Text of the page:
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What Makes You a Good Writer? Using Words Creatively

Updated on April 9, 2013
Writing is fun! Sky diving is another matter!
Writing is fun! Sky diving is another matter! | Source

Today I did something new and exciting. I did something that I have never done before. It wasn’t as exciting as say . . . skydiving . . . thank goodness! Although there may be some of you who think skydiving is exciting, I do not – lunacy, maybe -- but not exciting.

So you may be asking yourself, “What was it that she did that fell (no pun intended) somewhere on the excitement scale between skydiving and sleeping?” I won’t hold you in suspense for too long. I applied for my first job as a freelance writer! I stepped off the deep end now and there is no turning back!

So Many Questions

Now it’s scary and exciting all at the same time. So many questions are running through my mind. Did I answer their questions correctly? Will they even consider me with only 8 weeks on HubPages as the sum total of my career as a writer? Will they contact me if the answer is no or will they just leave me hanging? These are just a few of the questions that are keeping me awake long past my bedtime.

But during the application process they asked a question that I had never really thought about. It’s a very easy question. In fact, the answer was a lot harder than the question. Their question was, “Please write 150 words on ‘What Makes a Good Writer?’”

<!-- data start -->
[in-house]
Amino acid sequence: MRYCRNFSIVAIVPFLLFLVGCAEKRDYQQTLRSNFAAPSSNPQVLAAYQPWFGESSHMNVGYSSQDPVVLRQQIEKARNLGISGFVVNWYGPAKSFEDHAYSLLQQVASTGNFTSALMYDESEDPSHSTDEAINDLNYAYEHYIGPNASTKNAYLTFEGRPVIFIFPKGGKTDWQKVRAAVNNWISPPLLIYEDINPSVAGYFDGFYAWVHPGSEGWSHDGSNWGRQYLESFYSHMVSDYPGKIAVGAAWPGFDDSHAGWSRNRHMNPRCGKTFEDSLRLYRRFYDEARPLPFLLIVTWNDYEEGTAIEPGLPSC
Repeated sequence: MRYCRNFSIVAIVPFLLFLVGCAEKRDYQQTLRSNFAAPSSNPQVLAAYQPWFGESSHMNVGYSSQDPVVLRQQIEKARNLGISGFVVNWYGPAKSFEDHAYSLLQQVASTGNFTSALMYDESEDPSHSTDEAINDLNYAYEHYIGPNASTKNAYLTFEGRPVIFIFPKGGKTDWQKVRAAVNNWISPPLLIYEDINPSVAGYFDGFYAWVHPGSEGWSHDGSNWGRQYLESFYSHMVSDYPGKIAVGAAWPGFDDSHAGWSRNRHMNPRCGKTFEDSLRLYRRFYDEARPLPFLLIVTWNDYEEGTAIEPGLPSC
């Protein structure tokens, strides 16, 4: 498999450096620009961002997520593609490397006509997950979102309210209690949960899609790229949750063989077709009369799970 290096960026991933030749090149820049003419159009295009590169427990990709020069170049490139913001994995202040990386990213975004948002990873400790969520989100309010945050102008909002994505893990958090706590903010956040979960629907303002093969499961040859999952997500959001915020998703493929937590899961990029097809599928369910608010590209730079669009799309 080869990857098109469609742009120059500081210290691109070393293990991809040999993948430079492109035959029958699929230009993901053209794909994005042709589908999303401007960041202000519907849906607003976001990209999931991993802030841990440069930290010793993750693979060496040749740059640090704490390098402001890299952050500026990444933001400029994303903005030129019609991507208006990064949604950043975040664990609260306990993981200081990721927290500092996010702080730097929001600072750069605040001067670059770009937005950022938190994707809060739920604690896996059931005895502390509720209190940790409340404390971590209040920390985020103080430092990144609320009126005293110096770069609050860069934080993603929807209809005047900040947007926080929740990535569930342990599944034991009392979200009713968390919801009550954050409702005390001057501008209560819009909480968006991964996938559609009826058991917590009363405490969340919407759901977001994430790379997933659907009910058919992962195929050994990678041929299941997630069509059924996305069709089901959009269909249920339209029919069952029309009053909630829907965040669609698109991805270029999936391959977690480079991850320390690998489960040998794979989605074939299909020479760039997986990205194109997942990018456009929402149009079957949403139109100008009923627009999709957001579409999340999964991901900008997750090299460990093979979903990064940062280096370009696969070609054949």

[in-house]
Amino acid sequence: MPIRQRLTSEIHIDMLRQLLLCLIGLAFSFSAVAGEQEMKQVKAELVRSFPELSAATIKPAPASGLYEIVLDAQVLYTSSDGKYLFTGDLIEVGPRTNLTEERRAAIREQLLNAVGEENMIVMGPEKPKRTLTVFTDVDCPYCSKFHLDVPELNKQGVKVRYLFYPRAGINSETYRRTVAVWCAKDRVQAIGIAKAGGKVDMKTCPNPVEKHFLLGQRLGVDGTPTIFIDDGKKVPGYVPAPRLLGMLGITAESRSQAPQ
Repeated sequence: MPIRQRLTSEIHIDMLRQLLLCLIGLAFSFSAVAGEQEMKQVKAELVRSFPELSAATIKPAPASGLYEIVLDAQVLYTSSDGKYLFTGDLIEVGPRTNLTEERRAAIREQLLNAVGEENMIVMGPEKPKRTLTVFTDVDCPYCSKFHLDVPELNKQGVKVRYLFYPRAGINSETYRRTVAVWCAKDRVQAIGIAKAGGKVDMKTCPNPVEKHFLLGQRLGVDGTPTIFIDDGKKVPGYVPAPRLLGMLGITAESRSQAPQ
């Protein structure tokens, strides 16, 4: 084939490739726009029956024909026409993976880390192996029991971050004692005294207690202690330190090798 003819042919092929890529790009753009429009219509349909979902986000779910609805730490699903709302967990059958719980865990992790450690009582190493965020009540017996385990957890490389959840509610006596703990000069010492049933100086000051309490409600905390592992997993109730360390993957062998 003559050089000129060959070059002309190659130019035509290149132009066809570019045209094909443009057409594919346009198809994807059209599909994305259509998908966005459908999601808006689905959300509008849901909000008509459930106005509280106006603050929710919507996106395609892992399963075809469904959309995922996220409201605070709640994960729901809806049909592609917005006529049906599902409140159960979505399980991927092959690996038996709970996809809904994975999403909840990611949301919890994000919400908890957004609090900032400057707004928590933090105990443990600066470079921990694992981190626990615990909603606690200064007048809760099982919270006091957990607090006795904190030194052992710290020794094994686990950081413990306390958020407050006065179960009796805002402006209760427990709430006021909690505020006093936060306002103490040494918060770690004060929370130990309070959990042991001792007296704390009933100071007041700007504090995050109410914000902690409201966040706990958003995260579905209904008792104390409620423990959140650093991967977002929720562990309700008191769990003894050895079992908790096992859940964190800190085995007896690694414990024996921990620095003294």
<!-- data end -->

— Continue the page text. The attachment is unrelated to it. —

How would you answer that question if you found yourself face to face with it? Could you answer that question right there on the spot?

An Easy Question with a Difficult Answer

Like I said, an easy question that I had not really considered before. I don’t know why, but to me it’s a more difficult question than, what makes a good mechanical engineer? Or, what makes a good driver? It just can’t be answered as easily. It’s somewhat nebulous; and then you have to consider the source – a company looking for a writer. I wanted to know what they thought was a good writer because that certainly would be the right answer.

And as a writer, it suddenly dawned on me that this is something that I should know! If I don’t know what this is, then how will I ever know that I’ve reached the mark? How will I ever know what my goals should be? It really is an important question. Have you come up with what you would say to that question?


Say What You Mean

Since having filled out and submitted my answer, I had even more time to think about it and ponder if I answered correctly. I googled, ‘what is a good writer.’ On there was an interesting quote in response to my query.

"A good writer is simply one who says all he wants to say, who says only what he means to say, and who says it exactly as he meant to say it." (Ferdinand Brunetière, Honoré de Balzac, translated by Robert Louis Sanderson, J. B. Lippincott, 1906)

How Many Words Does It Take?

That quote gave me even more to think about, because when I answered their question, I was not able to even come close to 150 words like they specified which left me with even more questions, such as, “Would they consider that to be good or bad?” According to the quote I just mentioned, less is probably better. But the thing that bothers me most about this quote is that it never mentions the reader, or the responsibility that the writer has in making himself understood. Without a reader, what is the purpose of writing? Without a reader, why even bother? Even someone making entries in a journal or diary knows what their purpose is. And since it is written with the intent that no one else ever see it other than themselves, they are their own audience.